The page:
Vitamin D has moved into mainstream consciousness with increased recognition as a nutrient that aids in the prevention of chronic diseases including cancer, cardiovascular disease, autoimmune disease, and depression, as well as fighting infections such as colds and flu. Vitamin D is a key factor in reducing inflammation, promoting DNA repair, promoting healthy blood sugar regulation, and improving metabolic processes. Unfortunately, the vast majority of us are deficient in Vitamin D. In my practice I regularly see blood levels of Vitamin D well below optimal levels (> 50-70 ng/ml). There are many possible reasons for this, and in some cases, too much sun protection is the culprit.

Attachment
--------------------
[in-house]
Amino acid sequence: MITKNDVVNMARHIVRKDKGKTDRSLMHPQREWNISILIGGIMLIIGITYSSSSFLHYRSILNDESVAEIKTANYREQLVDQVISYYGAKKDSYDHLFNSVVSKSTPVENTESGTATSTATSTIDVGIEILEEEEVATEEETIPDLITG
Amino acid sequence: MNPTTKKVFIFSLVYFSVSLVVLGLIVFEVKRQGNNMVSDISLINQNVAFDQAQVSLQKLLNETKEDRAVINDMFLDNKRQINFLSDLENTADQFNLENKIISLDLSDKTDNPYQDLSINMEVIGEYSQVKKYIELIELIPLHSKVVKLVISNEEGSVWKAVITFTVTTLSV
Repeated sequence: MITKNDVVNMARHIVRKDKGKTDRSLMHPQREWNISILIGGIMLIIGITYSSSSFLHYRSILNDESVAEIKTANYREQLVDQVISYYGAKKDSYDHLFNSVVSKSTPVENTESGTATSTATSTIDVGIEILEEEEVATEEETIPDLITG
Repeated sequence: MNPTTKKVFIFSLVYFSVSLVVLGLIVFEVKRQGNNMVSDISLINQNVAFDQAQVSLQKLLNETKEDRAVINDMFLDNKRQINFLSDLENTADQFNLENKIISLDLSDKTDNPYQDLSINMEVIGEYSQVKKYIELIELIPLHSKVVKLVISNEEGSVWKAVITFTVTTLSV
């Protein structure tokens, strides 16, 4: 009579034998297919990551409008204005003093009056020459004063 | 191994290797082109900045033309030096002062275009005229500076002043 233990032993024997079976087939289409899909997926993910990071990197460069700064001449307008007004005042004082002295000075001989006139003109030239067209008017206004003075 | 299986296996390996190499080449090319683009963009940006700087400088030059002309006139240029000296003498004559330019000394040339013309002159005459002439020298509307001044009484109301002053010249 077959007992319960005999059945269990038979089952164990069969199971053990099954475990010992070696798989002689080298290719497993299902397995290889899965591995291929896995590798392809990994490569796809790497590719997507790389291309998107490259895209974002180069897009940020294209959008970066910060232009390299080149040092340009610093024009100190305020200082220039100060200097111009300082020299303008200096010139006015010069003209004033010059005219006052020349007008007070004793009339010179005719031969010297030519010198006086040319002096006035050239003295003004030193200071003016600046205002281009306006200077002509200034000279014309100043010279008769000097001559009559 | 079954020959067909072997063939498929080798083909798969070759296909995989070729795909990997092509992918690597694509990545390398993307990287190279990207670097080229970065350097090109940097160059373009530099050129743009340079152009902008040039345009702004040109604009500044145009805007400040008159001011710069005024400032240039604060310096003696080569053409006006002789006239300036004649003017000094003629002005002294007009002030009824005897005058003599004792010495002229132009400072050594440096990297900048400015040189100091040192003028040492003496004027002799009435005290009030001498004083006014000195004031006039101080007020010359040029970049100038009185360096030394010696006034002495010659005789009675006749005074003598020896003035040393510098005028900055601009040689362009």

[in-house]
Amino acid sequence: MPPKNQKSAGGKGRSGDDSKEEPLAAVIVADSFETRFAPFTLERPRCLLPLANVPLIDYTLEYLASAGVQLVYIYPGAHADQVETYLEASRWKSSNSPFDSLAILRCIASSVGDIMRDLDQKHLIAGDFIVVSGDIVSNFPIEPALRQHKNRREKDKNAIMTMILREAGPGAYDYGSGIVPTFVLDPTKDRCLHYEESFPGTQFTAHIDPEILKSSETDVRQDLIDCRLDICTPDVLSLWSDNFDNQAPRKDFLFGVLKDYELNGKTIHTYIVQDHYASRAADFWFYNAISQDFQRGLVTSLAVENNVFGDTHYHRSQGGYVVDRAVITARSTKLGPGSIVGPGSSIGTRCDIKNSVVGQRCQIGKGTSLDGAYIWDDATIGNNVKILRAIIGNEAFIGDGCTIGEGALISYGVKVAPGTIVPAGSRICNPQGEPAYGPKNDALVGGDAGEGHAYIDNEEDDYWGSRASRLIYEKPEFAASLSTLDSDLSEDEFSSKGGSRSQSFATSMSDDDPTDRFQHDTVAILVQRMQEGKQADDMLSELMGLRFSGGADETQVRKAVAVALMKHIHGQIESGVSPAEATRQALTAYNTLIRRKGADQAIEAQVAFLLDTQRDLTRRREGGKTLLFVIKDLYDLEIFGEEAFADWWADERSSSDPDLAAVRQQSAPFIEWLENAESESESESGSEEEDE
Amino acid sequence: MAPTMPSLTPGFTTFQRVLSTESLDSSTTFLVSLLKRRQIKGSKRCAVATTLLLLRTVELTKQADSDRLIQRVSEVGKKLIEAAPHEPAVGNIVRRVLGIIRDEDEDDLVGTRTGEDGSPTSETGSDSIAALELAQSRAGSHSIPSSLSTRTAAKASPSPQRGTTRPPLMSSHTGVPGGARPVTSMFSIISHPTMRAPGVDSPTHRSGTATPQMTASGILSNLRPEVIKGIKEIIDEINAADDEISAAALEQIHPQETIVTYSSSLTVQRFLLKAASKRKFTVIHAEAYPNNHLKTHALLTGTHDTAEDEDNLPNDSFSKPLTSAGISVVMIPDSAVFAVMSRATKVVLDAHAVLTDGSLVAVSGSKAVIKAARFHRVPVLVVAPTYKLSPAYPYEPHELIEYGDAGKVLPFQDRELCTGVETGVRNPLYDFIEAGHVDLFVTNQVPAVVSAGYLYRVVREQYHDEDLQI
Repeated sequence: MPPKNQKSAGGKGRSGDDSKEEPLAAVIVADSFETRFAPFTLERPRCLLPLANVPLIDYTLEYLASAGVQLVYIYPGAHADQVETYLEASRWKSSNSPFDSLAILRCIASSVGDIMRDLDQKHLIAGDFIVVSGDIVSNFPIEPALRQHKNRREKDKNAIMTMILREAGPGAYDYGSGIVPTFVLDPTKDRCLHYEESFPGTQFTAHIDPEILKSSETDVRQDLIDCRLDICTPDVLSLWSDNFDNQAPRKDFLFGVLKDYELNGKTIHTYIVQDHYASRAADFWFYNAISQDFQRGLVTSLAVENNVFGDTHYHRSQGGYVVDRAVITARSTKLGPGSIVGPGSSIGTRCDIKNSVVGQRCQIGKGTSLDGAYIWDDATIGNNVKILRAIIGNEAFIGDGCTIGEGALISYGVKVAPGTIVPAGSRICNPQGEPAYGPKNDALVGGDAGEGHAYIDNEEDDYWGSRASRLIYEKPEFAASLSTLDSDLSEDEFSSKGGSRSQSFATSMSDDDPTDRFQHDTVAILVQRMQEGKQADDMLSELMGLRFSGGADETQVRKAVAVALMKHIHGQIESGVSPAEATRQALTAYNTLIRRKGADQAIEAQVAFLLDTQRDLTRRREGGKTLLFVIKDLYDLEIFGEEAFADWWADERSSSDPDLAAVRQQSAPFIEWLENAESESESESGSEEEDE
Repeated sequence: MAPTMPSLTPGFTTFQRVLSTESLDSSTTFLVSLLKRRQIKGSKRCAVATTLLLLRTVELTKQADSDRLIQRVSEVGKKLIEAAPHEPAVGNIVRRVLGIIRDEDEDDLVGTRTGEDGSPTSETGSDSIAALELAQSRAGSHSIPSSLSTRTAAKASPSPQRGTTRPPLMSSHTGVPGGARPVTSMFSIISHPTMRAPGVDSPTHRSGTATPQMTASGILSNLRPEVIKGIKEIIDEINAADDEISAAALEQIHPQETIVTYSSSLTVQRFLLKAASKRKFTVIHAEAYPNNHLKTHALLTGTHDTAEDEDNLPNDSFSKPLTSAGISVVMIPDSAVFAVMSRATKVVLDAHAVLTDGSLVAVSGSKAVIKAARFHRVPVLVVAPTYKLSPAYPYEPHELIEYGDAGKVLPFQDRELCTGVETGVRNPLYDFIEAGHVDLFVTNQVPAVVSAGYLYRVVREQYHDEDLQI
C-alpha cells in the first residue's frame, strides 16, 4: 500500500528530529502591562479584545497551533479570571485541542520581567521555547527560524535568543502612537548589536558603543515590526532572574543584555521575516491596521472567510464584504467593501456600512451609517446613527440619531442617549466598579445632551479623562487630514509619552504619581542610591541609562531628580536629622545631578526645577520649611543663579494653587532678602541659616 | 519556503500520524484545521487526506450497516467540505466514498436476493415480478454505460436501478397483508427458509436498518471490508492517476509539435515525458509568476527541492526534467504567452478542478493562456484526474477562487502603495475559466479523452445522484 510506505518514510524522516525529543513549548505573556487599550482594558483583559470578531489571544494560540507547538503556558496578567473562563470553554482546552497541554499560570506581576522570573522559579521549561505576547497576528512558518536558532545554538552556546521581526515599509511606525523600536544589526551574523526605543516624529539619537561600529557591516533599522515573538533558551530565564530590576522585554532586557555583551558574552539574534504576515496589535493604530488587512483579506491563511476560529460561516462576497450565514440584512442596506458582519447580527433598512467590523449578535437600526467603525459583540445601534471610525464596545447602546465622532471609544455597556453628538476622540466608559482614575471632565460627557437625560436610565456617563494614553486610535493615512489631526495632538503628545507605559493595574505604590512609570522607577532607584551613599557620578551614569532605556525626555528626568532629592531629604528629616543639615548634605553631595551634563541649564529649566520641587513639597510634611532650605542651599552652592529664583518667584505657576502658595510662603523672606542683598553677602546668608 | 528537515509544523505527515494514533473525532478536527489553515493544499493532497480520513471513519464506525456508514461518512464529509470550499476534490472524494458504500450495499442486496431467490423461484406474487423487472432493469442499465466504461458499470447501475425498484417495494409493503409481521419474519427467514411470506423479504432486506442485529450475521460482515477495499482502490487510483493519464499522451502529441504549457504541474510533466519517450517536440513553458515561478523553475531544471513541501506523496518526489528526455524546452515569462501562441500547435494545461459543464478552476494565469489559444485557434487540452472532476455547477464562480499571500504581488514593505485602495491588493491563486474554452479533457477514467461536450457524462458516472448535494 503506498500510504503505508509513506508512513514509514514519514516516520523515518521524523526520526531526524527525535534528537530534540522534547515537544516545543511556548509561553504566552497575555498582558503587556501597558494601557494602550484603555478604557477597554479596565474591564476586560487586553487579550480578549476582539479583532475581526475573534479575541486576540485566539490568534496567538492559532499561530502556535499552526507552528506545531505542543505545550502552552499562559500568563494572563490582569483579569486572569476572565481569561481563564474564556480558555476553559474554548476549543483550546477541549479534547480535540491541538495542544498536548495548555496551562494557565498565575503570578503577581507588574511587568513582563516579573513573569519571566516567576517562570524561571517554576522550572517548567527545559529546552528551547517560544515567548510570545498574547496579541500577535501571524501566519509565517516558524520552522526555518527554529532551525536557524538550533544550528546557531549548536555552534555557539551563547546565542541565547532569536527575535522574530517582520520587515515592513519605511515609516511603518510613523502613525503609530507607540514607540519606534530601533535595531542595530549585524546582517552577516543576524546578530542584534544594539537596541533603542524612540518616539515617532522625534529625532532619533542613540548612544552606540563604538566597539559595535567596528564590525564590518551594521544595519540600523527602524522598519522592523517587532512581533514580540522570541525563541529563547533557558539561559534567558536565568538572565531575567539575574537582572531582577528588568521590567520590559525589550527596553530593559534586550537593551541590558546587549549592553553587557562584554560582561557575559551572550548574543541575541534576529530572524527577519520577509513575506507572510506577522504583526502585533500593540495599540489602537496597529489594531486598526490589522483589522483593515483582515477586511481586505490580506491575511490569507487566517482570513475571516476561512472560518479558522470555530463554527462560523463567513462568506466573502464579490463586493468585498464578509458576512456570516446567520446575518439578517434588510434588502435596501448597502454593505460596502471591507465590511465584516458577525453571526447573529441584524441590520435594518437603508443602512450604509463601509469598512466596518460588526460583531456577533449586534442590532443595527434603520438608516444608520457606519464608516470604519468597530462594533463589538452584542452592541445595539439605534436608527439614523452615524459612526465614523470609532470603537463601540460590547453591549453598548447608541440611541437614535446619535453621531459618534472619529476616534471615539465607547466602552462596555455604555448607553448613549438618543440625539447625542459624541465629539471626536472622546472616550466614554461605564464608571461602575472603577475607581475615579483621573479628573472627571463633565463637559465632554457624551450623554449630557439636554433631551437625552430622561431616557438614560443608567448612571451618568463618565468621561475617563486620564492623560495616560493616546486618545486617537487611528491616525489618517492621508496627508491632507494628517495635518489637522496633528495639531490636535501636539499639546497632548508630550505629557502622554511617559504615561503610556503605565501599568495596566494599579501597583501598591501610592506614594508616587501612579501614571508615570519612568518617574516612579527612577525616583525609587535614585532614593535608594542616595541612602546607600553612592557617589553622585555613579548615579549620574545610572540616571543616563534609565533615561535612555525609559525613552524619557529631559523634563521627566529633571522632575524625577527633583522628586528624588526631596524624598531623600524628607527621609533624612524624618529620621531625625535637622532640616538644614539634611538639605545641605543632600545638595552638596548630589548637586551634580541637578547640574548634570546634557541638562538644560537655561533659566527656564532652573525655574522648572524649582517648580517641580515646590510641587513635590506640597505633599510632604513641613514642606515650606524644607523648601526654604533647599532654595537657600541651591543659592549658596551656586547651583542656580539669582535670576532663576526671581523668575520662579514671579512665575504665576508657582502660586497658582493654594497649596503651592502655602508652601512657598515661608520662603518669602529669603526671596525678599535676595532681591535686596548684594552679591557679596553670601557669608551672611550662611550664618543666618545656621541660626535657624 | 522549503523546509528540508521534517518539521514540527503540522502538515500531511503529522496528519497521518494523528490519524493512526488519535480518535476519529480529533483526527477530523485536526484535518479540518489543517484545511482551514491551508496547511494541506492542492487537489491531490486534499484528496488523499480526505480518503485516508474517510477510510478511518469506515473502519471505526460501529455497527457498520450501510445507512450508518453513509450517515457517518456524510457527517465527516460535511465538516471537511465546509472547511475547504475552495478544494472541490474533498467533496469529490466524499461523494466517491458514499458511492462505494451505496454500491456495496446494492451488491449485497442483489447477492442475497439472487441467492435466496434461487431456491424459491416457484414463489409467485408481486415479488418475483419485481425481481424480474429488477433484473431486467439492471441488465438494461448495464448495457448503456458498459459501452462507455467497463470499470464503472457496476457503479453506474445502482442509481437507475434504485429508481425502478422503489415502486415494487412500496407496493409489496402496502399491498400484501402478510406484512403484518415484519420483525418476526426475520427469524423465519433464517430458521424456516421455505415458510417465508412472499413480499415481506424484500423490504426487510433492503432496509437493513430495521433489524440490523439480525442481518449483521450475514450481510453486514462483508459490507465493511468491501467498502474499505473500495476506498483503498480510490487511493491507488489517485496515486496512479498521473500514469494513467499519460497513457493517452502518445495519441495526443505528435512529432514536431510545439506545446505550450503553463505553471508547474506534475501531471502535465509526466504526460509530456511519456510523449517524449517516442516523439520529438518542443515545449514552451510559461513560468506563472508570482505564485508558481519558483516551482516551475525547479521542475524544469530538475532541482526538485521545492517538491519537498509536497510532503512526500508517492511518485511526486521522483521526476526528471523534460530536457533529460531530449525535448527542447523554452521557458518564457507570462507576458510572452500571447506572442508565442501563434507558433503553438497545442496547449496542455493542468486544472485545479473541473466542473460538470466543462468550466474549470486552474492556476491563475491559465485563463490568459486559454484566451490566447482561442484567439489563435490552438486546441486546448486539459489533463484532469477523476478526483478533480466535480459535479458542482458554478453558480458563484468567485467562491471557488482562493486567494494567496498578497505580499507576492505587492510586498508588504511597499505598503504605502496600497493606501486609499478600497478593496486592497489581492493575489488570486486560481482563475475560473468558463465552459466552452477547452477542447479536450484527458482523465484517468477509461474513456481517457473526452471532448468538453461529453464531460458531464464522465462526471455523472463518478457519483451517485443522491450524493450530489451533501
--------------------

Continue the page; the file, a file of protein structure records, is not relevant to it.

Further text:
Vitamin D is synthesized in your skin cells when the skin is exposed to sunlight. When working with my Vitamin D deficient patients to assess if supplementation is warranted, I ask a lot of questions to see if they are also good candidates for some carefully measured time in the sun. Ask yourself:
Do you slather on sunblock every time you spend time outdoors?Do you already have a dark complexion (i.e high levels of UV absorbing melanin) (olive, brown, or black skin)?Do you spend much of the day indoors, such as in an office?